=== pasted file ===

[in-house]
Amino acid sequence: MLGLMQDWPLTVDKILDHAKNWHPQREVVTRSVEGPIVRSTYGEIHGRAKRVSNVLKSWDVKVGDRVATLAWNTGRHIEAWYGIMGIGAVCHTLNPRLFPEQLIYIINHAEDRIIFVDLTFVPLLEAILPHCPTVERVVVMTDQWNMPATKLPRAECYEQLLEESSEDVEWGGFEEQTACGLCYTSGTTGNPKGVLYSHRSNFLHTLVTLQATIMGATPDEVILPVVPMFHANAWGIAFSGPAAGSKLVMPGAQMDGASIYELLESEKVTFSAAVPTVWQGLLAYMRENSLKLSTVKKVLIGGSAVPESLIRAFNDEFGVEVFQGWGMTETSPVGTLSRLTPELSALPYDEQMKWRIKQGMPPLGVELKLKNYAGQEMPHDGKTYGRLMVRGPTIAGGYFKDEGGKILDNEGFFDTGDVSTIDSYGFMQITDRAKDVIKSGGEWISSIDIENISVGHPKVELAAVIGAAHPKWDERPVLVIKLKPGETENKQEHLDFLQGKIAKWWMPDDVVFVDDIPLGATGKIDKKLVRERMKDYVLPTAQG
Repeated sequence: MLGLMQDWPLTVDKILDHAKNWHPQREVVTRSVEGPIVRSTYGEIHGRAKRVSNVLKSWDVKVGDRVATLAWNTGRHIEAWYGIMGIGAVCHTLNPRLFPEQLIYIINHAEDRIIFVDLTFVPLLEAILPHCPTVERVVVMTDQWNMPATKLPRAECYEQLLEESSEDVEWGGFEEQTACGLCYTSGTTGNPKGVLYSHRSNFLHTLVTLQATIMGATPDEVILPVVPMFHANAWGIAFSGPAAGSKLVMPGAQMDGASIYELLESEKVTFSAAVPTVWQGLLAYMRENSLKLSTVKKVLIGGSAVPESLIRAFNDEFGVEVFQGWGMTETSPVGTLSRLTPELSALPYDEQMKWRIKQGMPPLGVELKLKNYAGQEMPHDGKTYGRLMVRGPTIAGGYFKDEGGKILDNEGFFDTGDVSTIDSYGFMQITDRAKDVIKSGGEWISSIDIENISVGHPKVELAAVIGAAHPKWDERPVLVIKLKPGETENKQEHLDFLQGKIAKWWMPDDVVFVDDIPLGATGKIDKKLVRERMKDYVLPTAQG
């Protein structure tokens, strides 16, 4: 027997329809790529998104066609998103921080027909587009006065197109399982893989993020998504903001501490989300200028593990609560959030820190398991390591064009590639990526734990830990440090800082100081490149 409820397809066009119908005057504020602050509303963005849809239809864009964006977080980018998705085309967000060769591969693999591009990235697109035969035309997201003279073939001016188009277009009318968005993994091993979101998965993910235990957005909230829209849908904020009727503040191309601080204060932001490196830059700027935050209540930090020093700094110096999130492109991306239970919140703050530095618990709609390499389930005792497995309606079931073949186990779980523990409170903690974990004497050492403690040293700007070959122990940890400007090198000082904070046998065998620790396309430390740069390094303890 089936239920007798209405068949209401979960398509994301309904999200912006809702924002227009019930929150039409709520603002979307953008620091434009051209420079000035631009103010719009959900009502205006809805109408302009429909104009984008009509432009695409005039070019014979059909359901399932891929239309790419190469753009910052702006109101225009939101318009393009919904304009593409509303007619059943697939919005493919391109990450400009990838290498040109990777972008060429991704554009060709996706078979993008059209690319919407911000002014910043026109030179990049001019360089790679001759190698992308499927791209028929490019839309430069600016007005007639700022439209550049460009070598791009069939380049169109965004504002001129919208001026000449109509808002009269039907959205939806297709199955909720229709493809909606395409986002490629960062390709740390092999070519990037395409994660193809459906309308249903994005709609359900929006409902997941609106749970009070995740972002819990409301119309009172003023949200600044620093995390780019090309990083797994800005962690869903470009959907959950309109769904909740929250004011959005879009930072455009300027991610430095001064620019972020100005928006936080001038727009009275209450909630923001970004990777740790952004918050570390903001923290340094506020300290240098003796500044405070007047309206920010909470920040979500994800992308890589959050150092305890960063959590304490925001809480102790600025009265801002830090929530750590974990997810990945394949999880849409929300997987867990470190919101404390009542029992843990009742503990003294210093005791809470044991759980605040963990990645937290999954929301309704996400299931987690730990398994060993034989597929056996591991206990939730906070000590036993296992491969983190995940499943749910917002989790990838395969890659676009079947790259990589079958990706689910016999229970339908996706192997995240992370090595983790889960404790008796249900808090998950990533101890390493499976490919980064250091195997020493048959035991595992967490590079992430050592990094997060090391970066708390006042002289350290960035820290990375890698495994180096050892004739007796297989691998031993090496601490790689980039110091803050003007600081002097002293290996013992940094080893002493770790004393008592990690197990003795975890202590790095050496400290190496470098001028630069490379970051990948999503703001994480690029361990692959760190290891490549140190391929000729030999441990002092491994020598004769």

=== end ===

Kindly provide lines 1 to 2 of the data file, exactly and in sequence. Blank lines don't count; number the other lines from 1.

[in-house]
Amino acid sequence: MLGLMQDWPLTVDKILDHAKNWHPQREVVTRSVEGPIVRSTYGEIHGRAKRVSNVLKSWDVKVGDRVATLAWNTGRHIEAWYGIMGIGAVCHTLNPRLFPEQLIYIINHAEDRIIFVDLTFVPLLEAILPHCPTVERVVVMTDQWNMPATKLPRAECYEQLLEESSEDVEWGGFEEQTACGLCYTSGTTGNPKGVLYSHRSNFLHTLVTLQATIMGATPDEVILPVVPMFHANAWGIAFSGPAAGSKLVMPGAQMDGASIYELLESEKVTFSAAVPTVWQGLLAYMRENSLKLSTVKKVLIGGSAVPESLIRAFNDEFGVEVFQGWGMTETSPVGTLSRLTPELSALPYDEQMKWRIKQGMPPLGVELKLKNYAGQEMPHDGKTYGRLMVRGPTIAGGYFKDEGGKILDNEGFFDTGDVSTIDSYGFMQITDRAKDVIKSGGEWISSIDIENISVGHPKVELAAVIGAAHPKWDERPVLVIKLKPGETENKQEHLDFLQGKIAKWWMPDDVVFVDDIPLGATGKIDKKLVRERMKDYVLPTAQG